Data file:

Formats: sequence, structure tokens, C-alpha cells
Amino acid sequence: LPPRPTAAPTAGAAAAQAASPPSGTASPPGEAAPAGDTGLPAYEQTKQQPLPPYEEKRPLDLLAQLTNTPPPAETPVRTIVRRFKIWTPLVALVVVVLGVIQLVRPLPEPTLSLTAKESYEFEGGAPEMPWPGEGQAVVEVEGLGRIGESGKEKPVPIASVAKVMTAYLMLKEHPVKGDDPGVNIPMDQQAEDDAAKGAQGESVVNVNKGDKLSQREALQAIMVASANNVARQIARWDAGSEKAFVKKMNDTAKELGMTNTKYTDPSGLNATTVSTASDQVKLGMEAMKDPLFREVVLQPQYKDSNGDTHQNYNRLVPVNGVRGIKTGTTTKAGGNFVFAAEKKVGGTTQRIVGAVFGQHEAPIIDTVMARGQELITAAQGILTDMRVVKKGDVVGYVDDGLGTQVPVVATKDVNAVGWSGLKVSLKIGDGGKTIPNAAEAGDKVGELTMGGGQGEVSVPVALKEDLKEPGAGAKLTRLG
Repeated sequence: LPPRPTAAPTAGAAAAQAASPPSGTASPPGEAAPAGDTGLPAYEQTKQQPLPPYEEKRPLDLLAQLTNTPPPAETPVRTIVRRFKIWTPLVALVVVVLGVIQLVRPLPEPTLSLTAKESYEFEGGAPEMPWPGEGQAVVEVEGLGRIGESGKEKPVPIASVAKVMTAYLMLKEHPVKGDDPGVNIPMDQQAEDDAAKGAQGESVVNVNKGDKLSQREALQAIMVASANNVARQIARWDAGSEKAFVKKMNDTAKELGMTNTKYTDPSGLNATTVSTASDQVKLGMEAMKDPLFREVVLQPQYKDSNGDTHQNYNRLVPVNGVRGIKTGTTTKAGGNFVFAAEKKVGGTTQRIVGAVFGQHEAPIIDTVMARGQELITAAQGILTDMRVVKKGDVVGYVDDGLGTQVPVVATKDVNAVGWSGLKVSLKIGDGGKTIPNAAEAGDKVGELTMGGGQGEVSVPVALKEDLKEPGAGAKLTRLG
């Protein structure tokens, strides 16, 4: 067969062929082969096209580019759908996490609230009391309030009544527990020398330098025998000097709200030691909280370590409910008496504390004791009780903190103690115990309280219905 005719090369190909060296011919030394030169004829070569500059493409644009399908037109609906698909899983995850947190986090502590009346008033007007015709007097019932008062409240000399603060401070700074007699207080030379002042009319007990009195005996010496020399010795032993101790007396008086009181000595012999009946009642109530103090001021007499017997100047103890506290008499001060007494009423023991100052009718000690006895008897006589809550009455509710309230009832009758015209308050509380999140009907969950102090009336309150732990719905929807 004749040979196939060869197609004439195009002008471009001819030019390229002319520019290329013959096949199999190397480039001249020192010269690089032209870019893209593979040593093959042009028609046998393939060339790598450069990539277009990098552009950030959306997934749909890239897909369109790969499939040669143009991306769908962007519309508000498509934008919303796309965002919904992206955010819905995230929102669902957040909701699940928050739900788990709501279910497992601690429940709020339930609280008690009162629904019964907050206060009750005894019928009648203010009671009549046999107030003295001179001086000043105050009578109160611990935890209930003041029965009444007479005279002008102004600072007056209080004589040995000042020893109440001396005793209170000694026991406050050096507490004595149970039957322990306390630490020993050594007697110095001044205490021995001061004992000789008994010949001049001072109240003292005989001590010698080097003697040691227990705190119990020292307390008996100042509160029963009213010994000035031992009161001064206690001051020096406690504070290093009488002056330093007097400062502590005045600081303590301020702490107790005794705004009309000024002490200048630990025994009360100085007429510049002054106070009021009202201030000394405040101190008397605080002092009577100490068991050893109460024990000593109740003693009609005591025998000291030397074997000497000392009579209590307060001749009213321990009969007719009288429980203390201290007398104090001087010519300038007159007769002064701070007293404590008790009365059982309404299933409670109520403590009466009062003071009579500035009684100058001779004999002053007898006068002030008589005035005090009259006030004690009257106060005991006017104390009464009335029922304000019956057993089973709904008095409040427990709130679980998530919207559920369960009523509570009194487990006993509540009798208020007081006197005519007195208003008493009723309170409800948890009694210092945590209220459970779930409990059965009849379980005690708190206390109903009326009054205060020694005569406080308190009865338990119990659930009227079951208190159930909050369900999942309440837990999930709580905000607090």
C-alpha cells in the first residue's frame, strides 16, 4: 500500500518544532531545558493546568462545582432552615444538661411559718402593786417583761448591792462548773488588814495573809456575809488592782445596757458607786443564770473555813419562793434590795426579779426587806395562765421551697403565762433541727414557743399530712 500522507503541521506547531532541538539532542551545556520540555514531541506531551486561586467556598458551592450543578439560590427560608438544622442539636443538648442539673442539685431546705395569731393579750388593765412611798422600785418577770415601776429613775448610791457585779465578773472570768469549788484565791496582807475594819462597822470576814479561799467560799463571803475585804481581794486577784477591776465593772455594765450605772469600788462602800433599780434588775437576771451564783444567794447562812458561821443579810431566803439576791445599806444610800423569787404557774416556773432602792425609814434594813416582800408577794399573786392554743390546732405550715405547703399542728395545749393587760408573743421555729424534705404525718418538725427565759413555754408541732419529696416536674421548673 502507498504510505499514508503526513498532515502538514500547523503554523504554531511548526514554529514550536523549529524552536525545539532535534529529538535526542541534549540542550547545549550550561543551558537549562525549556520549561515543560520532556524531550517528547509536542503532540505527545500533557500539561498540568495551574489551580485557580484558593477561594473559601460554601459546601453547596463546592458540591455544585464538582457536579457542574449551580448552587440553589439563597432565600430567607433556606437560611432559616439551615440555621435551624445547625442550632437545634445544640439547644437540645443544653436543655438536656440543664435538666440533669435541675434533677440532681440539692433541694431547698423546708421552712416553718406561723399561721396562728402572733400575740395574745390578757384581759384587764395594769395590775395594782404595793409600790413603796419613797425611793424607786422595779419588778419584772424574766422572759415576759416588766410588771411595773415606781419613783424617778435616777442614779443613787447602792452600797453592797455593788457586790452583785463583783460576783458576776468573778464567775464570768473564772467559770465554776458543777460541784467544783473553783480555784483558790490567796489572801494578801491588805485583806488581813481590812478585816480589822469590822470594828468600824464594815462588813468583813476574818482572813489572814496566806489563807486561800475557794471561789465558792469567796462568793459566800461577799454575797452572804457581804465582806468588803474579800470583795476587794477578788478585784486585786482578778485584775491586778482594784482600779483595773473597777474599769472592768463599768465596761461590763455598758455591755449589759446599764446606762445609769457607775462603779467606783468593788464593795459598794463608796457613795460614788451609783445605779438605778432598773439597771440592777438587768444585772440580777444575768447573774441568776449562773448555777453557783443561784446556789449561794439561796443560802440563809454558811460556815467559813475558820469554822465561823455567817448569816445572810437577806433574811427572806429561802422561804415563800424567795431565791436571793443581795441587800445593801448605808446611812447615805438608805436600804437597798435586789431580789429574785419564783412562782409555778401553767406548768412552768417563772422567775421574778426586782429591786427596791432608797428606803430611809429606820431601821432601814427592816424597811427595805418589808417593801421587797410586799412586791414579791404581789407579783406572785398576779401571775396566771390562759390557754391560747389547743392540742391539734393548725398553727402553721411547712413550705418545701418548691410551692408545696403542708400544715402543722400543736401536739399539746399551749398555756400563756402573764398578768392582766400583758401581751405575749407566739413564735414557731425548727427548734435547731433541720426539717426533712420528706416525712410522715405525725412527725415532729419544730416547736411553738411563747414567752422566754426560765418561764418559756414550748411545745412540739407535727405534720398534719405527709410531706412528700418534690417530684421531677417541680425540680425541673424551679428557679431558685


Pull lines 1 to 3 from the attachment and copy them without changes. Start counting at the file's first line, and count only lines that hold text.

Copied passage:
Formats: sequence, structure tokens, C-alpha cells
Amino acid sequence: LPPRPTAAPTAGAAAAQAASPPSGTASPPGEAAPAGDTGLPAYEQTKQQPLPPYEEKRPLDLLAQLTNTPPPAETPVRTIVRRFKIWTPLVALVVVVLGVIQLVRPLPEPTLSLTAKESYEFEGGAPEMPWPGEGQAVVEVEGLGRIGESGKEKPVPIASVAKVMTAYLMLKEHPVKGDDPGVNIPMDQQAEDDAAKGAQGESVVNVNKGDKLSQREALQAIMVASANNVARQIARWDAGSEKAFVKKMNDTAKELGMTNTKYTDPSGLNATTVSTASDQVKLGMEAMKDPLFREVVLQPQYKDSNGDTHQNYNRLVPVNGVRGIKTGTTTKAGGNFVFAAEKKVGGTTQRIVGAVFGQHEAPIIDTVMARGQELITAAQGILTDMRVVKKGDVVGYVDDGLGTQVPVVATKDVNAVGWSGLKVSLKIGDGGKTIPNAAEAGDKVGELTMGGGQGEVSVPVALKEDLKEPGAGAKLTRLG
Repeated sequence: LPPRPTAAPTAGAAAAQAASPPSGTASPPGEAAPAGDTGLPAYEQTKQQPLPPYEEKRPLDLLAQLTNTPPPAETPVRTIVRRFKIWTPLVALVVVVLGVIQLVRPLPEPTLSLTAKESYEFEGGAPEMPWPGEGQAVVEVEGLGRIGESGKEKPVPIASVAKVMTAYLMLKEHPVKGDDPGVNIPMDQQAEDDAAKGAQGESVVNVNKGDKLSQREALQAIMVASANNVARQIARWDAGSEKAFVKKMNDTAKELGMTNTKYTDPSGLNATTVSTASDQVKLGMEAMKDPLFREVVLQPQYKDSNGDTHQNYNRLVPVNGVRGIKTGTTTKAGGNFVFAAEKKVGGTTQRIVGAVFGQHEAPIIDTVMARGQELITAAQGILTDMRVVKKGDVVGYVDDGLGTQVPVVATKDVNAVGWSGLKVSLKIGDGGKTIPNAAEAGDKVGELTMGGGQGEVSVPVALKEDLKEPGAGAKLTRLG